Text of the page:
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Health Tips Tuesday: sports injuries

We spoke with Dr. John Corsetti, an orthopedic surgeon with NEOS, about sport injuries and what you need to know to keep your athletes safe this winter.
Updated: Nov. 30, 2021 at 2:23 PM EST
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(WGGB/WSHM) - We spoke with Dr. John Corsetti, an orthopedic surgeon with New England Orthopedics about sport injuries and what you need to know to keep your athletes safe this winter.

What type of sports injuries are most common in the upcoming winter months?

We are seeing a lot of ligament issues in the knee usually double or triple of what we usually see in the winter months so that’s a lot of our business right now.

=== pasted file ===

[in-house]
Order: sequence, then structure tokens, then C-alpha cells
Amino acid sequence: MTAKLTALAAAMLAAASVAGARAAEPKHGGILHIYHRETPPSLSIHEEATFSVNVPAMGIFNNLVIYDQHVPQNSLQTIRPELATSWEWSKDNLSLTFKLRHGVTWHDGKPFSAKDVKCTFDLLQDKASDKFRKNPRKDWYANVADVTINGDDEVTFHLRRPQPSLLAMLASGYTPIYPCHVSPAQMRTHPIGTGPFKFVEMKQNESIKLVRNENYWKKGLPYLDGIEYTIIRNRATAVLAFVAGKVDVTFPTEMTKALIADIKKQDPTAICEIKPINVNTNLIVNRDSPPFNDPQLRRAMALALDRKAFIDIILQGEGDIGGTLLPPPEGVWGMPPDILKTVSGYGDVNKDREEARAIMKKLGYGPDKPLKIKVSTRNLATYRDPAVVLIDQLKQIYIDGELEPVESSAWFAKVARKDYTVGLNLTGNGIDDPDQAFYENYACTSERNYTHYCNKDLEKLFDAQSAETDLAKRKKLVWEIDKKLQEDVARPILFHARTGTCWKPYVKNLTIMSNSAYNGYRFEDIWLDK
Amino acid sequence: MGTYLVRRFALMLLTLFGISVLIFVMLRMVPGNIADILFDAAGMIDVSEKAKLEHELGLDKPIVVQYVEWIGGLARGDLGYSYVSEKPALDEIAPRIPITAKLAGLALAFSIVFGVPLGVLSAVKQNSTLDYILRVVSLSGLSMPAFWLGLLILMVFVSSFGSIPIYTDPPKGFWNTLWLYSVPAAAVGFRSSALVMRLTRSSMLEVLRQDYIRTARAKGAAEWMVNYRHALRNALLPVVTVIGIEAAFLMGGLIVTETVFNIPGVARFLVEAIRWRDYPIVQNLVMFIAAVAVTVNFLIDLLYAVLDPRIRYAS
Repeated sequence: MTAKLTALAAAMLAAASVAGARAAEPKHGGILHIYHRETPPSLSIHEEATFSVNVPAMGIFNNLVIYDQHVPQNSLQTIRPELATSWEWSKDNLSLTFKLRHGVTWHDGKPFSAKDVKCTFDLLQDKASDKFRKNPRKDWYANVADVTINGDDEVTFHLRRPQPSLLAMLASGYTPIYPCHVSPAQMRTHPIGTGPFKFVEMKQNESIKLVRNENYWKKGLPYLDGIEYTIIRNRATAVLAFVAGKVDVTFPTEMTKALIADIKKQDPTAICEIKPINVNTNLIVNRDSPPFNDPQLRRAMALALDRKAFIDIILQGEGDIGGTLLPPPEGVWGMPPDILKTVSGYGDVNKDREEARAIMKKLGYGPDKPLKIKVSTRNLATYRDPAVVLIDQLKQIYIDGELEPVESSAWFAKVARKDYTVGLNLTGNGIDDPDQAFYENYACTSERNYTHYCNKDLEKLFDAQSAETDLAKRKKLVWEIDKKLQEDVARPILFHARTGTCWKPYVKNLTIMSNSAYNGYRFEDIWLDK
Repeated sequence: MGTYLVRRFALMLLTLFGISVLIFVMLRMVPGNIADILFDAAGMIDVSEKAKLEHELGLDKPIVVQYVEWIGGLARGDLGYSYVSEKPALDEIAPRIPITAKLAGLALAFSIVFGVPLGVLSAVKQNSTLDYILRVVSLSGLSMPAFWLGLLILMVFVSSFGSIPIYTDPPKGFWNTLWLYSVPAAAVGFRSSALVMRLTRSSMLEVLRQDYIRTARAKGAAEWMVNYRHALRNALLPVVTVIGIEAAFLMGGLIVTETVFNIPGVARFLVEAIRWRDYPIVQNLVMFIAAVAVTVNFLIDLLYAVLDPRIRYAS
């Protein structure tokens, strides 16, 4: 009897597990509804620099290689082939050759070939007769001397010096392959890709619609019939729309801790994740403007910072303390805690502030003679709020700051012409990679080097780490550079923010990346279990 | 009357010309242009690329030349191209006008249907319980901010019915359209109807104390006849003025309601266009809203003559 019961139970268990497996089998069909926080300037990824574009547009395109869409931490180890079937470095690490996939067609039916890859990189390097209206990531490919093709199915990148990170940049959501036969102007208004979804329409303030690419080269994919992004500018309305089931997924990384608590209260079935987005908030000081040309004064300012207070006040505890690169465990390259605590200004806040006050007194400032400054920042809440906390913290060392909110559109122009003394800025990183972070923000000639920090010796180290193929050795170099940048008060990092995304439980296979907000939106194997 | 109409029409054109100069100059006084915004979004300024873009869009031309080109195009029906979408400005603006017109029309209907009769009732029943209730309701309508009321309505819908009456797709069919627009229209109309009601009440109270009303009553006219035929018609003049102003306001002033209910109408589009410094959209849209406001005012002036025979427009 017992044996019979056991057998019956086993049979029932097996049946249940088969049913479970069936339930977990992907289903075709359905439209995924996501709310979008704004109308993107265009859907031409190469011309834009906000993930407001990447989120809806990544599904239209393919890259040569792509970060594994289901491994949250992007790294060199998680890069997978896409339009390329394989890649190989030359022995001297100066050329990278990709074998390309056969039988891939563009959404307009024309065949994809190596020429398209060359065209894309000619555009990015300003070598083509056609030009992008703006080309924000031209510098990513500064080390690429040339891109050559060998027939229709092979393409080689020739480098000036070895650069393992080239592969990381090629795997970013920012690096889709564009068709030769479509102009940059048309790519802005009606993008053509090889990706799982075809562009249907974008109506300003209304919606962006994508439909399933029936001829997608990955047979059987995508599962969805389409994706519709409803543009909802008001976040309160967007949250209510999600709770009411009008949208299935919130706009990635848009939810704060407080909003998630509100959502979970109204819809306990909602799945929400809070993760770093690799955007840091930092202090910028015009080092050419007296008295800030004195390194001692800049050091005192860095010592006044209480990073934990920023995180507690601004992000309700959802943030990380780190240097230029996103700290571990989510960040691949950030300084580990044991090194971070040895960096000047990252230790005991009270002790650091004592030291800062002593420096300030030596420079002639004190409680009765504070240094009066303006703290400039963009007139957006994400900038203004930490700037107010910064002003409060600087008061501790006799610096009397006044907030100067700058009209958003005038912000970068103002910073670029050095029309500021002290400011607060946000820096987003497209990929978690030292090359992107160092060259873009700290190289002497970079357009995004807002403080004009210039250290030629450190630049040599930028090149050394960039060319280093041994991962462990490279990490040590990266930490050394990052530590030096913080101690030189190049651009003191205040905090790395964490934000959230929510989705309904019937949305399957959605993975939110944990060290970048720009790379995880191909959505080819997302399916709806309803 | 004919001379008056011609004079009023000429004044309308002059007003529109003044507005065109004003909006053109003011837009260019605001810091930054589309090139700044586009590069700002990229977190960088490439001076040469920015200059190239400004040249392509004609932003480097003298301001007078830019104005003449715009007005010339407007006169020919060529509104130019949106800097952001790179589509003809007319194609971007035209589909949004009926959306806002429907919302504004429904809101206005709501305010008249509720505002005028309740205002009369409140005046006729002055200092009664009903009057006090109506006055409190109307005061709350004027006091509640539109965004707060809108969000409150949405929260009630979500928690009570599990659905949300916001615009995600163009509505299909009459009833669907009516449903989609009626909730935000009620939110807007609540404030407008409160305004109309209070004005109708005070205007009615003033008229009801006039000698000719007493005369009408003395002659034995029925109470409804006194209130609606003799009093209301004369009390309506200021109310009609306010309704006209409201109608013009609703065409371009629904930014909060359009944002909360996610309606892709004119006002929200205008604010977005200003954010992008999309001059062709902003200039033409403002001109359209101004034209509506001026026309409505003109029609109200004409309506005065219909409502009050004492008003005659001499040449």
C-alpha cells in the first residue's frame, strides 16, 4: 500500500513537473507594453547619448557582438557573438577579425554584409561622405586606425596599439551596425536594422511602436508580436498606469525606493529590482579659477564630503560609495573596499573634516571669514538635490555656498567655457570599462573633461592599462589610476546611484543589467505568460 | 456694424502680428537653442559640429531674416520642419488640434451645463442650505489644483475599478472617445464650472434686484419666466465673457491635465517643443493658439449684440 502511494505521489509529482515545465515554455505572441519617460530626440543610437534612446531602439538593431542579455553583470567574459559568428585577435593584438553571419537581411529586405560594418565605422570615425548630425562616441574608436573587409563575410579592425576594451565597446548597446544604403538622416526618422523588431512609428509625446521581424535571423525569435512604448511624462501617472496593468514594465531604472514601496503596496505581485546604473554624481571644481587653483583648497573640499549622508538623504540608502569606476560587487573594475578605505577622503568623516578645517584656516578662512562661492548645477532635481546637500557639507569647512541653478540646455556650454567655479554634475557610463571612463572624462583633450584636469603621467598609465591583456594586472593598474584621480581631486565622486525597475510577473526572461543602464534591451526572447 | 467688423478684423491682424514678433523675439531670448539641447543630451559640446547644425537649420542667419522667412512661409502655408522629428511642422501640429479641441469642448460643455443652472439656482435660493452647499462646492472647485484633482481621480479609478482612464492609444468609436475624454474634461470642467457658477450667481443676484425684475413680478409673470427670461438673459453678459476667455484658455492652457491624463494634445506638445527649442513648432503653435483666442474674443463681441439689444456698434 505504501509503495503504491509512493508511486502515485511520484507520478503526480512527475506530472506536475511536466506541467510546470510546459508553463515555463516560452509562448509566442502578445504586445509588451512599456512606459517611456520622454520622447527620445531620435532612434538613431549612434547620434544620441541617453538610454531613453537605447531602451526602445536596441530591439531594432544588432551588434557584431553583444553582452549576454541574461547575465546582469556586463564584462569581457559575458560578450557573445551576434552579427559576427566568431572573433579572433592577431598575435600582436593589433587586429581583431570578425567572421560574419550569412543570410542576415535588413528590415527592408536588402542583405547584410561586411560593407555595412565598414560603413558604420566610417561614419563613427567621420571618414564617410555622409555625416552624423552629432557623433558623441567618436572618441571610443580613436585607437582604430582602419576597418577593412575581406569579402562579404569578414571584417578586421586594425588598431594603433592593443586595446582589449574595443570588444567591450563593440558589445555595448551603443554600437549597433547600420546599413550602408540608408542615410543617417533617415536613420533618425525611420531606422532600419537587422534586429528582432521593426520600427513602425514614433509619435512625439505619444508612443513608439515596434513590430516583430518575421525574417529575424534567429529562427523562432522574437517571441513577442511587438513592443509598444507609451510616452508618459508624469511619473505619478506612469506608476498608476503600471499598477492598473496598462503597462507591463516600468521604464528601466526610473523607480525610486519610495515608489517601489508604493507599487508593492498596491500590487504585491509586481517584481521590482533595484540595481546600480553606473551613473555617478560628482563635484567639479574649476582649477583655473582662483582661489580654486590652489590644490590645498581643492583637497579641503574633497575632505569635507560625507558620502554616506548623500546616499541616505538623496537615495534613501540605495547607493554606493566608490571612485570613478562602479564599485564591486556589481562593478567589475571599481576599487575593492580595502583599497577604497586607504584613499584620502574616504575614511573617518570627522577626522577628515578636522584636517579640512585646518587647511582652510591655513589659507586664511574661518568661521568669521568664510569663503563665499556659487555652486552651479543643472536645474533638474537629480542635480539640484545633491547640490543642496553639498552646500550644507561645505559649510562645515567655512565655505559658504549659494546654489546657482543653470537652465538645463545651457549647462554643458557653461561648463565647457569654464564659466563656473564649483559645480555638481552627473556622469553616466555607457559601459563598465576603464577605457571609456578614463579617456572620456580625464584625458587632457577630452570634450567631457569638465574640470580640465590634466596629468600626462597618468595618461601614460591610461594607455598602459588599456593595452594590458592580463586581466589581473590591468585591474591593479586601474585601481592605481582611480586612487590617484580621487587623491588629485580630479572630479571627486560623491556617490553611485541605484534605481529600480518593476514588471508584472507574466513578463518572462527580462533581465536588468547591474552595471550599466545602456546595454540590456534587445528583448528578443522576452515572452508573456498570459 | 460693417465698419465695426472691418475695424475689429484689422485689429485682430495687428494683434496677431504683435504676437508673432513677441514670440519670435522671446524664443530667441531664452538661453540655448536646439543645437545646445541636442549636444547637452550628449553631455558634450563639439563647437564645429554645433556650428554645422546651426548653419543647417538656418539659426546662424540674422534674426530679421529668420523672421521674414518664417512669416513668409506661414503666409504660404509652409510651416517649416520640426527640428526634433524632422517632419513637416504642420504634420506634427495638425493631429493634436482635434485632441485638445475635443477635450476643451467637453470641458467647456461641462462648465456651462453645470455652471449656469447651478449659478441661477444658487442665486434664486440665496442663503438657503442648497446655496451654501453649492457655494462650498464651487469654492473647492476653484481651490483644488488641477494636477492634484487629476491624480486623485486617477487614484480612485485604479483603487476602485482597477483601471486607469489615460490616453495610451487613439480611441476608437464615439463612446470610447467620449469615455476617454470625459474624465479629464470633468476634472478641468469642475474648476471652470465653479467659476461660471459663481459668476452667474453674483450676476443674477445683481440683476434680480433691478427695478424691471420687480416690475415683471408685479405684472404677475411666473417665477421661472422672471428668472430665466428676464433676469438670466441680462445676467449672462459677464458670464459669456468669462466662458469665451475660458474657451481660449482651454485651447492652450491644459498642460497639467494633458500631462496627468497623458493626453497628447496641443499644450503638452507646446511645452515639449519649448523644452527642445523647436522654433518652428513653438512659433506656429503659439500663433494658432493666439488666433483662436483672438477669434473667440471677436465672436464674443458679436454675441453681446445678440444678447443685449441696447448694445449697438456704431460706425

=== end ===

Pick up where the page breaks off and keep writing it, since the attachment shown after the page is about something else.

MRI is used often for sports injuries. Why is it such a good tool in your opinion?

The MRI’s these days are extremely high quality, they use three tesla magnets it’s called. They give us extremely fine detail on the anatomy of the injury. Essentially it removes all questions about what exactly has been torn. It gives us very much a diagnostic accuracy and it allows us to configure a treatment plan very quickly for patients.

If an athlete has an injury, what is the first step they should take?

We always recommend what we call R.I.C.E. which is rest, ice, and elevation. The athlete or patient should be seen by a medical provider fairly quickly simply get an x-ray and make sure that there is no fracture or dislocation. If there is a fracture or a dislocation, there is a very different treatment plan than if there is not. First step is either an orthopedic office or an urgent care to get the x-ray. Occasionally an MRI scan helps pin point what is wrong if the x-ray does not show anything.

Where can viewers get more information?

New England Orthopedics